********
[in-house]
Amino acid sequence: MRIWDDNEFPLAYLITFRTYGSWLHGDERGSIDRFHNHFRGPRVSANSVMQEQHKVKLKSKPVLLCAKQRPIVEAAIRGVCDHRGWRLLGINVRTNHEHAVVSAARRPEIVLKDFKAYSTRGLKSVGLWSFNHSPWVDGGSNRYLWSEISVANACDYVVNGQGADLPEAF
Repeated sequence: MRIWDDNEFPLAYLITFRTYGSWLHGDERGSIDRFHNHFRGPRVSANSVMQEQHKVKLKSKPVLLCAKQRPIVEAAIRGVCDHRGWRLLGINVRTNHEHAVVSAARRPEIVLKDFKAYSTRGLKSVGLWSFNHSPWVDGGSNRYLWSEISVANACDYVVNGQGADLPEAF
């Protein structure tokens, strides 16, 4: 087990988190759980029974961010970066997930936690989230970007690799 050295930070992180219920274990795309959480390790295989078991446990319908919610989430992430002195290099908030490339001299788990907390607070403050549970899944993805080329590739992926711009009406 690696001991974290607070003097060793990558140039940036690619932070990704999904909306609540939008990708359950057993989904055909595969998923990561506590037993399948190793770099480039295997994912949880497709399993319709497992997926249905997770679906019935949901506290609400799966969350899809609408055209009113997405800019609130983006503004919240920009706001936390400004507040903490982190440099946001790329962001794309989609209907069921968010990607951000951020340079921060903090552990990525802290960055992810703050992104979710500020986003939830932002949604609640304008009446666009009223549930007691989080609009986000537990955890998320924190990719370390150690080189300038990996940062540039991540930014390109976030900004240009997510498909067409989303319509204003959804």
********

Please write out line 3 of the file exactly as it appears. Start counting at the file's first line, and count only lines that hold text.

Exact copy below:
Repeated sequence: MRIWDDNEFPLAYLITFRTYGSWLHGDERGSIDRFHNHFRGPRVSANSVMQEQHKVKLKSKPVLLCAKQRPIVEAAIRGVCDHRGWRLLGINVRTNHEHAVVSAARRPEIVLKDFKAYSTRGLKSVGLWSFNHSPWVDGGSNRYLWSEISVANACDYVVNGQGADLPEAF